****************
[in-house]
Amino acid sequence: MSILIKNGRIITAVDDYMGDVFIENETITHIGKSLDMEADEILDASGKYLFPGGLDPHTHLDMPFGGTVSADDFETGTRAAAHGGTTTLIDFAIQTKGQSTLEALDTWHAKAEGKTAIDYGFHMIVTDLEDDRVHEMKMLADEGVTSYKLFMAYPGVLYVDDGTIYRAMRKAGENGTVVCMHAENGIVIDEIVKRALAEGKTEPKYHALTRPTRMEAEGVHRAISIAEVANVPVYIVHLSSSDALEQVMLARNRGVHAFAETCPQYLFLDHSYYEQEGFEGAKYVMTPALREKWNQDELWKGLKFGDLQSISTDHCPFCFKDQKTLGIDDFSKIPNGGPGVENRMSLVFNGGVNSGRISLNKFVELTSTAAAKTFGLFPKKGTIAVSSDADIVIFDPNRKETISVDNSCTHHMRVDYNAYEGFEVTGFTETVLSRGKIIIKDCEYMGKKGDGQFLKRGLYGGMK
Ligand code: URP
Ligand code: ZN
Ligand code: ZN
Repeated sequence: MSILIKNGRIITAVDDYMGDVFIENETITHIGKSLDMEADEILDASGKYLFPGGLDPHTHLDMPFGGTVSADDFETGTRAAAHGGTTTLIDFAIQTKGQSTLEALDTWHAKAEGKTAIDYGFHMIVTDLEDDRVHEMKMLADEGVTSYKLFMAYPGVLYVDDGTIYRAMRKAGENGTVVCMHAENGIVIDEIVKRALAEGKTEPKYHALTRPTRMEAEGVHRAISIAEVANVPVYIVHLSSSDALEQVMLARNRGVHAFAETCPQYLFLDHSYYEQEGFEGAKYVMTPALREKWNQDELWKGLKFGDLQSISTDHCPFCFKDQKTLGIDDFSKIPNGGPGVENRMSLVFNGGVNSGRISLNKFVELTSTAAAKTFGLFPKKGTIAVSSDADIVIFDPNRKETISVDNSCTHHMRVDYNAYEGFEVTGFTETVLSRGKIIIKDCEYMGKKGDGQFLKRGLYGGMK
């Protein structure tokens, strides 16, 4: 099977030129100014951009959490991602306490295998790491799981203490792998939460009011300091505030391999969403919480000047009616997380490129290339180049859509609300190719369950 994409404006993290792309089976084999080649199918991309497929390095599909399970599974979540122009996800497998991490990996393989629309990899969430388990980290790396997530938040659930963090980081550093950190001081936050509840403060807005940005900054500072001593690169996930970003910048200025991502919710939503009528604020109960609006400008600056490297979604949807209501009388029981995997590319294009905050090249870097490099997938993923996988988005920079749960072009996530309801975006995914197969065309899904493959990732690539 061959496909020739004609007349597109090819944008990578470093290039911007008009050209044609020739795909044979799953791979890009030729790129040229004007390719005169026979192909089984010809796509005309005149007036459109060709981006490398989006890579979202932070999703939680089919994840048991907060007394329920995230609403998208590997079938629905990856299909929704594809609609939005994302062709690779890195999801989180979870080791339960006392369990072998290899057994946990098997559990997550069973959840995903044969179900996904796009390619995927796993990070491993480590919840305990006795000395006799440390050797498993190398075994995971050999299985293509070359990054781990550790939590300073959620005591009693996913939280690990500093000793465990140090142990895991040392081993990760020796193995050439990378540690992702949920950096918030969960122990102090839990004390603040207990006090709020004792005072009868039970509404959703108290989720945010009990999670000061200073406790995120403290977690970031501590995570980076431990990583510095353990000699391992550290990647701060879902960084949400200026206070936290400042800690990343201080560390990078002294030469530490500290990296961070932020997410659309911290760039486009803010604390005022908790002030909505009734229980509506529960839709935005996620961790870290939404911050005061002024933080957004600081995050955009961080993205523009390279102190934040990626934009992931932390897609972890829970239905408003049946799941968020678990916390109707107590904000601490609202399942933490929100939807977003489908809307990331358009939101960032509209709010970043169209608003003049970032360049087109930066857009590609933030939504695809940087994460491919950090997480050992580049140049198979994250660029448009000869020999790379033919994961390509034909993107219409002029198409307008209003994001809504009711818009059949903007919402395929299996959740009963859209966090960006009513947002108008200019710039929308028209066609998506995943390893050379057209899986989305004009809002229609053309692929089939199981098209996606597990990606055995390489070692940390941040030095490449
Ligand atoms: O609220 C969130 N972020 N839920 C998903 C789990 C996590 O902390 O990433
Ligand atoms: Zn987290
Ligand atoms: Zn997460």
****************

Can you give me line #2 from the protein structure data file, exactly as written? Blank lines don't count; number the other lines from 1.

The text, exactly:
Amino acid sequence: MSILIKNGRIITAVDDYMGDVFIENETITHIGKSLDMEADEILDASGKYLFPGGLDPHTHLDMPFGGTVSADDFETGTRAAAHGGTTTLIDFAIQTKGQSTLEALDTWHAKAEGKTAIDYGFHMIVTDLEDDRVHEMKMLADEGVTSYKLFMAYPGVLYVDDGTIYRAMRKAGENGTVVCMHAENGIVIDEIVKRALAEGKTEPKYHALTRPTRMEAEGVHRAISIAEVANVPVYIVHLSSSDALEQVMLARNRGVHAFAETCPQYLFLDHSYYEQEGFEGAKYVMTPALREKWNQDELWKGLKFGDLQSISTDHCPFCFKDQKTLGIDDFSKIPNGGPGVENRMSLVFNGGVNSGRISLNKFVELTSTAAAKTFGLFPKKGTIAVSSDADIVIFDPNRKETISVDNSCTHHMRVDYNAYEGFEVTGFTETVLSRGKIIIKDCEYMGKKGDGQFLKRGLYGGMK